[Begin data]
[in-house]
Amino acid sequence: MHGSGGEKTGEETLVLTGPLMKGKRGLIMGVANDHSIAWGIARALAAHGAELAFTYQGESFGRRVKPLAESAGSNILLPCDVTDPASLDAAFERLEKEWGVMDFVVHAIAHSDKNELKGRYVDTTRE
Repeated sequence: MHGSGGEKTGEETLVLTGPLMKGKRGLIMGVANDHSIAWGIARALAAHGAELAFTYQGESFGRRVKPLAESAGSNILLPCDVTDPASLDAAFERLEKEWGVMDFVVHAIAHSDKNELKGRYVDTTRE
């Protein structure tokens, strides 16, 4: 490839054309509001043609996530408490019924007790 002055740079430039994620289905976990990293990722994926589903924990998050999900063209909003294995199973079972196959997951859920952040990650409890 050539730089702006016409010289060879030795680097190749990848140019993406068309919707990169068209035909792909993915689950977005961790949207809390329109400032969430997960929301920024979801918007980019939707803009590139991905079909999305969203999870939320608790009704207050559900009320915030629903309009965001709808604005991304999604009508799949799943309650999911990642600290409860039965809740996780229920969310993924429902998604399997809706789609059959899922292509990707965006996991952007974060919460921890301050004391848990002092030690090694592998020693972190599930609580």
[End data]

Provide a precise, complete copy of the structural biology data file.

[in-house]
Amino acid sequence: MHGSGGEKTGEETLVLTGPLMKGKRGLIMGVANDHSIAWGIARALAAHGAELAFTYQGESFGRRVKPLAESAGSNILLPCDVTDPASLDAAFERLEKEWGVMDFVVHAIAHSDKNELKGRYVDTTRE
Repeated sequence: MHGSGGEKTGEETLVLTGPLMKGKRGLIMGVANDHSIAWGIARALAAHGAELAFTYQGESFGRRVKPLAESAGSNILLPCDVTDPASLDAAFERLEKEWGVMDFVVHAIAHSDKNELKGRYVDTTRE
């Protein structure tokens, strides 16, 4: 490839054309509001043609996530408490019924007790 002055740079430039994620289905976990990293990722994926589903924990998050999900063209909003294995199973079972196959997951859920952040990650409890 050539730089702006016409010289060879030795680097190749990848140019993406068309919707990169068209035909792909993915689950977005961790949207809390329109400032969430997960929301920024979801918007980019939707803009590139991905079909999305969203999870939320608790009704207050559900009320915030629903309009965001709808604005991304999604009508799949799943309650999911990642600290409860039965809740996780229920969310993924429902998604399997809706789609059959899922292509990707965006996991952007974060919460921890301050004391848990002092030690090694592998020693972190599930609580």